Hexagon Quilt Top Design (Keeping Us in Stitches Activity)

Courtesy of the Illinois State Museum. December/0/2011
All rights reserved, Illinois State Museum
Purpose: To help students understand how the hexagon shape can be a building block in patterns for quilt tops (and other art forms).

Objectives: students will be able to design radially symmetrical or bilaterally symmetrical color patterns by planning and coloring in the hexagon graph paper after studying the hexagonal-pieced quilts of Bertha Stenge and Albert Small.

Illinois State Museum Web site used:

Grade Level: 2-6

Time Required: one class period

  • hexagonal graph paper printed out from Web site (can also be bought at stationery shops)
  • crayons, colored pencils, or marker
  • sketch paper pattern ideas
Motivation: Students can
  • view the above-mentioned quilts and discuss their sources for color, shapes, and designs (such as oriental carpets, tiles, plates).
  • discuss the symmetries involved in these designs, and how they differ from the designs of other pieced patterns.
  • practice a small design online in the hexagon unit of pieced quilts.
Procedures: Students will
  • sketch ideas for their design on paper. Two-inches square is a good size for trying several ideas.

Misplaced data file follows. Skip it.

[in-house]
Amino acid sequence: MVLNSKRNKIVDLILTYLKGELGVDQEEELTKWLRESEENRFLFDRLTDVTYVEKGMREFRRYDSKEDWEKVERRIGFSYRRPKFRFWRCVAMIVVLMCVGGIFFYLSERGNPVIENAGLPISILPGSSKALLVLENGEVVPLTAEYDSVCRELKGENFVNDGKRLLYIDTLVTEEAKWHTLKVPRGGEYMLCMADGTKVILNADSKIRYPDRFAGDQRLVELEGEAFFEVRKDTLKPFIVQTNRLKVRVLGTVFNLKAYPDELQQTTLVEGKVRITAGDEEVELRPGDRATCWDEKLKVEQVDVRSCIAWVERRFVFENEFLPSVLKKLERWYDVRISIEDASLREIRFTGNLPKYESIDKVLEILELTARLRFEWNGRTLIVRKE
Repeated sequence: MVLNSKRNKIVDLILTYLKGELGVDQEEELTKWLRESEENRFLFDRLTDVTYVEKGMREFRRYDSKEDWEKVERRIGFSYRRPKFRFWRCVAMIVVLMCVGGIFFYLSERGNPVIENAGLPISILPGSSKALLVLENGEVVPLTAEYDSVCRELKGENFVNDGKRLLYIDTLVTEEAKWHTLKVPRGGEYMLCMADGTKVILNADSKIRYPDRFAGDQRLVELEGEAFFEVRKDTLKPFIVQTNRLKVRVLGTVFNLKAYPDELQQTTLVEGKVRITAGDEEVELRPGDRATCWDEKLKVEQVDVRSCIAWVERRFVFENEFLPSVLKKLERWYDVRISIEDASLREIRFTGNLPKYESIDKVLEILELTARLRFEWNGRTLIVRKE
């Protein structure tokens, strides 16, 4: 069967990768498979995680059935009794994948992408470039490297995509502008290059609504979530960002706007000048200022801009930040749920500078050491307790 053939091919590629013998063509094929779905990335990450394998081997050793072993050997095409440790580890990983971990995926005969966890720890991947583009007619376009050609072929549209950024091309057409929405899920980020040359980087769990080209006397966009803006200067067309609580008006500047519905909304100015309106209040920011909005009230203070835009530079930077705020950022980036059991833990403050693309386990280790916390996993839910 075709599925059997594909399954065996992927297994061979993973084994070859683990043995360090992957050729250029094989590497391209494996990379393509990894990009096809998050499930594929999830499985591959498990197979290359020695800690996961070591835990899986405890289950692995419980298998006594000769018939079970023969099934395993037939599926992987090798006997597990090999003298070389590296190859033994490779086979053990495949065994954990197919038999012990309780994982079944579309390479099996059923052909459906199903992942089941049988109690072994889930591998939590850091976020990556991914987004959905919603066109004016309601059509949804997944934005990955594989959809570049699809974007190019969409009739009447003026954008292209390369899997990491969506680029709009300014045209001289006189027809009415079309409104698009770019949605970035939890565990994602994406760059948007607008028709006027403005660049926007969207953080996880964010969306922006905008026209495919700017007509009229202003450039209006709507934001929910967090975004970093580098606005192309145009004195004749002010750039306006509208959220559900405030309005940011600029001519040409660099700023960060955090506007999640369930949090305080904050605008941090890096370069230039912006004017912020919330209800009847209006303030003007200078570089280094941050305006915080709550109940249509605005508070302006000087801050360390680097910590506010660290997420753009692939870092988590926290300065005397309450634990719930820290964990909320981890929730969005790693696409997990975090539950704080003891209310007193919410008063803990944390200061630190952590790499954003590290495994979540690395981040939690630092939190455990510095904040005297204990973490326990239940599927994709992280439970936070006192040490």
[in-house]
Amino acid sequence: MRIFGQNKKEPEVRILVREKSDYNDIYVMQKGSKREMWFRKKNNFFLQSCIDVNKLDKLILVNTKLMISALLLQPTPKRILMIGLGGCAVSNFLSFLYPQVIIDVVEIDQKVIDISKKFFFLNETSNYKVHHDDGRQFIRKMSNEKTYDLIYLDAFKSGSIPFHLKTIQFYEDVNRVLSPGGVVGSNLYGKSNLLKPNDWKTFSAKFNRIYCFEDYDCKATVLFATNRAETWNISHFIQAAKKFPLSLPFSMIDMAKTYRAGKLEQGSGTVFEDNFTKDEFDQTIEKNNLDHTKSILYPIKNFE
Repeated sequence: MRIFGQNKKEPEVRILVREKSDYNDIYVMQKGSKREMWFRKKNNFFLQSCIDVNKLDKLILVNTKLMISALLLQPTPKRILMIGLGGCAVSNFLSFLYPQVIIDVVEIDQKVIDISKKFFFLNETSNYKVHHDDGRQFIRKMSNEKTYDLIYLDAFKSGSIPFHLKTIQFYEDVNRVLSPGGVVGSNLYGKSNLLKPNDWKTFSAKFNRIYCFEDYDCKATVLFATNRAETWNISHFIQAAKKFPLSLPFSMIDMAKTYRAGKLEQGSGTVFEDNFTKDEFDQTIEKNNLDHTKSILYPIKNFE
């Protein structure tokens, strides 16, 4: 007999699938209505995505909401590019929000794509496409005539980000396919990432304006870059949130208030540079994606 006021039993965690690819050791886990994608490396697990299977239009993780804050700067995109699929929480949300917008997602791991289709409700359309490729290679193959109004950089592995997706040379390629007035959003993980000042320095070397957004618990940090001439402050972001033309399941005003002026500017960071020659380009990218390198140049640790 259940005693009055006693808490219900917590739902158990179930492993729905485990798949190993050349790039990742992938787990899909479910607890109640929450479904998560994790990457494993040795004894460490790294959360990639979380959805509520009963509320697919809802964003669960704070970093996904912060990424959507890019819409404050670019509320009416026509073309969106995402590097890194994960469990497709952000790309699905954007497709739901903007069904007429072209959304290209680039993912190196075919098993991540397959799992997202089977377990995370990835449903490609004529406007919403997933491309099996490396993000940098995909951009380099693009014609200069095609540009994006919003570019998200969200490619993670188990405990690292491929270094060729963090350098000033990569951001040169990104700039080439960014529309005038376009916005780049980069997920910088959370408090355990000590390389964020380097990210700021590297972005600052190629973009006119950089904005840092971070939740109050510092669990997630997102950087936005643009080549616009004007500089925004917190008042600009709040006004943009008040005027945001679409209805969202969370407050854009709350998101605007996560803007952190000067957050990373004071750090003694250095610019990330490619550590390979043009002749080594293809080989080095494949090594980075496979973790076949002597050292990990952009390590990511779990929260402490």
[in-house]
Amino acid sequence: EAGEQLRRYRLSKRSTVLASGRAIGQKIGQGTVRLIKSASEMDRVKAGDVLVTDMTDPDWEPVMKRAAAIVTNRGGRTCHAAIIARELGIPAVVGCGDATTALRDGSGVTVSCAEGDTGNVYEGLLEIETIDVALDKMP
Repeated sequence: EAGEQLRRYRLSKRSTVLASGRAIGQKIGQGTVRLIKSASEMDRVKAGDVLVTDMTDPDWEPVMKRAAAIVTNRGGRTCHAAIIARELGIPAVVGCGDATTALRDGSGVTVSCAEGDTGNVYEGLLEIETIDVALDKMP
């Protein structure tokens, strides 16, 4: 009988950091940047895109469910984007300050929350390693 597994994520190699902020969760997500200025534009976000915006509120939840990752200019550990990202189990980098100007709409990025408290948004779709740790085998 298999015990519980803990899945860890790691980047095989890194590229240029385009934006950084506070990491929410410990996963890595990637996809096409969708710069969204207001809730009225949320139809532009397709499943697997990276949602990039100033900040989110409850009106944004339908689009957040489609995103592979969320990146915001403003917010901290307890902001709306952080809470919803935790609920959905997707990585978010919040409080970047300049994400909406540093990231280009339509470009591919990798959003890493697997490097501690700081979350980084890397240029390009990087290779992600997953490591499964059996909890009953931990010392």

• choose a color scheme.
  • transfer these ideas to the graph paper by coloring in the appropriate hexagons in the chosen colors. The center is a good starting point.
  • name the final design.

Publication and Closure: Display the hexagon-pieced designs with a label of name and maker, and an artist’s statement about the design.

Assessment: The student design should be radially concentric by color, with leeway for exceptions of bilateral symmetry. Students should be able to identify both symmetries.
Illinois State Board of Education Goals and Standards addressed:
Visual Art:
Goal 26: Through creating, learn how works of art are produced. (all levels) Mathematics:
Goal 9: Use geometrical shapes in practical settings. (general)

Subject: Art

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